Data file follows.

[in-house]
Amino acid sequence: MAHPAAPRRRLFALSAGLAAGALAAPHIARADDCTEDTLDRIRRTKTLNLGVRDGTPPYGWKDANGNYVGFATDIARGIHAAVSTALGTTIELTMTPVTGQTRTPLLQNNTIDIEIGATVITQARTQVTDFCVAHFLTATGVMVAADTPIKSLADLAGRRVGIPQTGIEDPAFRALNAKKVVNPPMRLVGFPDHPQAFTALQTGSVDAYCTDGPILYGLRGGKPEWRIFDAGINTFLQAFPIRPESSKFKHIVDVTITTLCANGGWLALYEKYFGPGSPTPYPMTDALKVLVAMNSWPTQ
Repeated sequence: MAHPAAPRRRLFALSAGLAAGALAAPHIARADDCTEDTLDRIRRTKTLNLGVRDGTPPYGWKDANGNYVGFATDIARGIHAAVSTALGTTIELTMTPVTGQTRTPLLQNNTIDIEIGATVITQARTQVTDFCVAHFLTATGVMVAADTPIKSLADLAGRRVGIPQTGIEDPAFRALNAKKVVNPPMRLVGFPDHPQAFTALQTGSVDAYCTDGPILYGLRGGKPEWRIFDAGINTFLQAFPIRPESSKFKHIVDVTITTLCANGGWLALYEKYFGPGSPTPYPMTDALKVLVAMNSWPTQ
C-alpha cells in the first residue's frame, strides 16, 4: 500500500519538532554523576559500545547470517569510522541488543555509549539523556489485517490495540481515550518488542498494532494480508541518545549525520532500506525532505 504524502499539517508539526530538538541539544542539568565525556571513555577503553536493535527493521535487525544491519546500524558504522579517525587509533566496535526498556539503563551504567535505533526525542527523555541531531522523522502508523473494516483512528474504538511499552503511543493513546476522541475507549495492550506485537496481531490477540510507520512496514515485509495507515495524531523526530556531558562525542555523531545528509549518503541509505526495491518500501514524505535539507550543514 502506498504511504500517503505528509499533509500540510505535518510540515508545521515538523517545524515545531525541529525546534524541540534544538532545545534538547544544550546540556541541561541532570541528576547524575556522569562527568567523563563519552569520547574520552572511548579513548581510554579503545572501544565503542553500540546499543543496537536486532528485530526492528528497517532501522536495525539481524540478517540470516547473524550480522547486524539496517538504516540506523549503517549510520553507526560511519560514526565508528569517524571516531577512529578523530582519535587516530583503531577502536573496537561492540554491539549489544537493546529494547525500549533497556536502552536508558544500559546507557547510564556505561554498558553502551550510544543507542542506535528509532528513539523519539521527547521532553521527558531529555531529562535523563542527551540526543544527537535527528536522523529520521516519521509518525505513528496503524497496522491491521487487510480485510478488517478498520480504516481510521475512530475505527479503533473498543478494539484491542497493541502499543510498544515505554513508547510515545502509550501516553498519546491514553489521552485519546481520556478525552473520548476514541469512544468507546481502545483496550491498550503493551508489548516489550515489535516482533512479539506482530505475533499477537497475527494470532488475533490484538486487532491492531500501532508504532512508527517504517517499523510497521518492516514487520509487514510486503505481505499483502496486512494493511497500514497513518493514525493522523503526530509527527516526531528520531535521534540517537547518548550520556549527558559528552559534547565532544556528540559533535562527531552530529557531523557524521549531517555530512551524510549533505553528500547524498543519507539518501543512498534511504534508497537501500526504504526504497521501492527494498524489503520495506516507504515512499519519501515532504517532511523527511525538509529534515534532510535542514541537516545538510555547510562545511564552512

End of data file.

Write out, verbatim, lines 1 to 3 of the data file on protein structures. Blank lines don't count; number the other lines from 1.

[in-house]
Amino acid sequence: MAHPAAPRRRLFALSAGLAAGALAAPHIARADDCTEDTLDRIRRTKTLNLGVRDGTPPYGWKDANGNYVGFATDIARGIHAAVSTALGTTIELTMTPVTGQTRTPLLQNNTIDIEIGATVITQARTQVTDFCVAHFLTATGVMVAADTPIKSLADLAGRRVGIPQTGIEDPAFRALNAKKVVNPPMRLVGFPDHPQAFTALQTGSVDAYCTDGPILYGLRGGKPEWRIFDAGINTFLQAFPIRPESSKFKHIVDVTITTLCANGGWLALYEKYFGPGSPTPYPMTDALKVLVAMNSWPTQ
Repeated sequence: MAHPAAPRRRLFALSAGLAAGALAAPHIARADDCTEDTLDRIRRTKTLNLGVRDGTPPYGWKDANGNYVGFATDIARGIHAAVSTALGTTIELTMTPVTGQTRTPLLQNNTIDIEIGATVITQARTQVTDFCVAHFLTATGVMVAADTPIKSLADLAGRRVGIPQTGIEDPAFRALNAKKVVNPPMRLVGFPDHPQAFTALQTGSVDAYCTDGPILYGLRGGKPEWRIFDAGINTFLQAFPIRPESSKFKHIVDVTITTLCANGGWLALYEKYFGPGSPTPYPMTDALKVLVAMNSWPTQ